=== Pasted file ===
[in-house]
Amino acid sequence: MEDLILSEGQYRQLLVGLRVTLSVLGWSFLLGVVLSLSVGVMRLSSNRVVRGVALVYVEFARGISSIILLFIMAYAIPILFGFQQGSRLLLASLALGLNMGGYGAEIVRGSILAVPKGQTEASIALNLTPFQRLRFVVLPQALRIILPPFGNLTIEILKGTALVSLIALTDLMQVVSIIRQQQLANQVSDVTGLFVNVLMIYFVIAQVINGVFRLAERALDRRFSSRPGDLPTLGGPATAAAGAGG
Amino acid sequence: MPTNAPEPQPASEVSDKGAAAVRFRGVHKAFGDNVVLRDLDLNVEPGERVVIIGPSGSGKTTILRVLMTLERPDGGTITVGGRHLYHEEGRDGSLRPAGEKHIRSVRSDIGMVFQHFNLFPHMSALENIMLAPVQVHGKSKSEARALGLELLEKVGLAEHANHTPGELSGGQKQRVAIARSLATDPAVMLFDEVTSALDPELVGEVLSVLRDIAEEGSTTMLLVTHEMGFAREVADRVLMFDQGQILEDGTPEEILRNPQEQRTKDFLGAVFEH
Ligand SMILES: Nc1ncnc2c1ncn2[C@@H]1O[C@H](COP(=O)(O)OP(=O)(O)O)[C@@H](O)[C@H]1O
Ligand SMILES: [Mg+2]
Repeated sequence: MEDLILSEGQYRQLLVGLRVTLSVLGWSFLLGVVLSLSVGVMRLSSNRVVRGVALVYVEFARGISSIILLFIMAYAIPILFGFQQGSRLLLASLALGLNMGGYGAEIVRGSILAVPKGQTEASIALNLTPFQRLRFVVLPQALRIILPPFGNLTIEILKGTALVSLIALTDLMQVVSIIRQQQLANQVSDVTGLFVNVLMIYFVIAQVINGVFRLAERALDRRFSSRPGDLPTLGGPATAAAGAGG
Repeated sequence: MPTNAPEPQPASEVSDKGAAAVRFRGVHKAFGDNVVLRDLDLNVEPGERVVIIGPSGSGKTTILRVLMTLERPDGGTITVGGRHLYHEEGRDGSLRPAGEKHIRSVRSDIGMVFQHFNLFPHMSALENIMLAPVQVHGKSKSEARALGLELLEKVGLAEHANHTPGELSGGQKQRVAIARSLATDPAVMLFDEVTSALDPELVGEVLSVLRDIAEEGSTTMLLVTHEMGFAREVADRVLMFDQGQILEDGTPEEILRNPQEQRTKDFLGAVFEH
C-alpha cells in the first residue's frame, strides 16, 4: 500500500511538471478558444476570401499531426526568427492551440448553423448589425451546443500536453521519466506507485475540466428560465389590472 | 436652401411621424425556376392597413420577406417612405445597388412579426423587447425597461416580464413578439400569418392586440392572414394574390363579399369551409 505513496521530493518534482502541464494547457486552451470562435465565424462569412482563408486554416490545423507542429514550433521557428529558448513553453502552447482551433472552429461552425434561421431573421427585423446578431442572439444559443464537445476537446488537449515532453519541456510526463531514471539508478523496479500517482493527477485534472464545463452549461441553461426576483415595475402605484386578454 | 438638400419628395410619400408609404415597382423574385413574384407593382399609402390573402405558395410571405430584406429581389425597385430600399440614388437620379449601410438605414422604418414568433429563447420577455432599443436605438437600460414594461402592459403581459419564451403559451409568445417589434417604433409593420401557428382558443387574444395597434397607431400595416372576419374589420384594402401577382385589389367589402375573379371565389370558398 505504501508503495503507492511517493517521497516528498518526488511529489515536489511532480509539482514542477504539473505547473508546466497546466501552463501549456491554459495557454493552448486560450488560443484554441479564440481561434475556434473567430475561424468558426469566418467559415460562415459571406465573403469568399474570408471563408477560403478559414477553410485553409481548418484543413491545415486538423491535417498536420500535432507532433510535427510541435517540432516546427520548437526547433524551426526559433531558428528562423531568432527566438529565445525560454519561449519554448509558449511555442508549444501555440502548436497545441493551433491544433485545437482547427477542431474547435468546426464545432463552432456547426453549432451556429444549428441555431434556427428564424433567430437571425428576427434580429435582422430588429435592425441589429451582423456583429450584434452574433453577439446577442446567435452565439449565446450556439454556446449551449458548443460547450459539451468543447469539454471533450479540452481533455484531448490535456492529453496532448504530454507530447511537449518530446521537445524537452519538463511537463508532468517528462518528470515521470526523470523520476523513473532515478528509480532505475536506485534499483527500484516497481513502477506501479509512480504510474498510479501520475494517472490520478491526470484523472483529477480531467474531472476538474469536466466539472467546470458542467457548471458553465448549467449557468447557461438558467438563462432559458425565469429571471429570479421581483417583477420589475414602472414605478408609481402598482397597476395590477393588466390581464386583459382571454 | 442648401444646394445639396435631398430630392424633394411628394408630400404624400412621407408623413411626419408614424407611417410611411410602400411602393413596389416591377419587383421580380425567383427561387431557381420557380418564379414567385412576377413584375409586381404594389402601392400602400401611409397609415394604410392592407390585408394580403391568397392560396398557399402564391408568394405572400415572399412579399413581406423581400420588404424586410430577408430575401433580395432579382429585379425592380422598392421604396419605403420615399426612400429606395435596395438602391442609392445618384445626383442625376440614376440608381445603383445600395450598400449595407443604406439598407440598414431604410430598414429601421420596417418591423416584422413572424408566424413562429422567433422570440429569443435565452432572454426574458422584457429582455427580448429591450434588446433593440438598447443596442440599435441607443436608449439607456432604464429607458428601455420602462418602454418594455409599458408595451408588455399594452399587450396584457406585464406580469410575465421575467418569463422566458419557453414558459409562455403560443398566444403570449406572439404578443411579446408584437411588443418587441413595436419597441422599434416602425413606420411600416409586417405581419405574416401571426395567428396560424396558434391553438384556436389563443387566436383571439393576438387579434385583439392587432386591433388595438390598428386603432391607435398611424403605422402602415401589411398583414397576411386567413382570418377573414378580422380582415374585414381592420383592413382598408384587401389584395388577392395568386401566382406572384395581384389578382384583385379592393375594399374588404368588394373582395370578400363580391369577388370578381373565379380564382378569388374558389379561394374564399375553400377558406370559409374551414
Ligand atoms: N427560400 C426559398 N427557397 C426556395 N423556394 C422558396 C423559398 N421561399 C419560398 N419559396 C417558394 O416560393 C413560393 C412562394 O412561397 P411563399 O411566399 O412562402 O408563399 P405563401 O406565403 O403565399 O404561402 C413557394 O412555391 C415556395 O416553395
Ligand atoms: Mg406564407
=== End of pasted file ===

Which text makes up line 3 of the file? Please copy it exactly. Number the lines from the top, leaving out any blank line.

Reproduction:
Amino acid sequence: MPTNAPEPQPASEVSDKGAAAVRFRGVHKAFGDNVVLRDLDLNVEPGERVVIIGPSGSGKTTILRVLMTLERPDGGTITVGGRHLYHEEGRDGSLRPAGEKHIRSVRSDIGMVFQHFNLFPHMSALENIMLAPVQVHGKSKSEARALGLELLEKVGLAEHANHTPGELSGGQKQRVAIARSLATDPAVMLFDEVTSALDPELVGEVLSVLRDIAEEGSTTMLLVTHEMGFAREVADRVLMFDQGQILEDGTPEEILRNPQEQRTKDFLGAVFEH